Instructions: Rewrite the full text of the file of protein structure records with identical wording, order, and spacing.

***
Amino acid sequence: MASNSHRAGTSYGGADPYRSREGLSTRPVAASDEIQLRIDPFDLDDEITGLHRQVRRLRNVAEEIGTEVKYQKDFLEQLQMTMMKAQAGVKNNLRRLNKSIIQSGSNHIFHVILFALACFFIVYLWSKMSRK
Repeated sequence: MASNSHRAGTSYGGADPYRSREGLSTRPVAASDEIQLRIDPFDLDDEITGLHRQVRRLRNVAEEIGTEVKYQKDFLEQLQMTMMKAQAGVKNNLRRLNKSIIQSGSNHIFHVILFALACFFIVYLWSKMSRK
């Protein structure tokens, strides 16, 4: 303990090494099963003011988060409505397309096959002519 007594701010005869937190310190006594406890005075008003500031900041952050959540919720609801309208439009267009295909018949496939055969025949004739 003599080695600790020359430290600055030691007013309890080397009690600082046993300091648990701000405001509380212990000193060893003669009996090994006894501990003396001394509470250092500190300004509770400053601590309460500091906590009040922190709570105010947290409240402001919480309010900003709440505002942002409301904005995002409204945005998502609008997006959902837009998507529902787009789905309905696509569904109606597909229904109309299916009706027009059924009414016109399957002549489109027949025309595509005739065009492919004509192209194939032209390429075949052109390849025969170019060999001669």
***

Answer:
Amino acid sequence: MASNSHRAGTSYGGADPYRSREGLSTRPVAASDEIQLRIDPFDLDDEITGLHRQVRRLRNVAEEIGTEVKYQKDFLEQLQMTMMKAQAGVKNNLRRLNKSIIQSGSNHIFHVILFALACFFIVYLWSKMSRK
Repeated sequence: MASNSHRAGTSYGGADPYRSREGLSTRPVAASDEIQLRIDPFDLDDEITGLHRQVRRLRNVAEEIGTEVKYQKDFLEQLQMTMMKAQAGVKNNLRRLNKSIIQSGSNHIFHVILFALACFFIVYLWSKMSRK
């Protein structure tokens, strides 16, 4: 303990090494099963003011988060409505397309096959002519 007594701010005869937190310190006594406890005075008003500031900041952050959540919720609801309208439009267009295909018949496939055969025949004739 003599080695600790020359430290600055030691007013309890080397009690600082046993300091648990701000405001509380212990000193060893003669009996090994006894501990003396001394509470250092500190300004509770400053601590309460500091906590009040922190709570105010947290409240402001919480309010900003709440505002942002409301904005995002409204945005998502609008997006959902837009998507529902787009789905309905696509569904109606597909229904109309299916009706027009059924009414016109399957002549489109027949025309595509005739065009492919004509192209194939032209390429075949052109390849025969170019060999001669």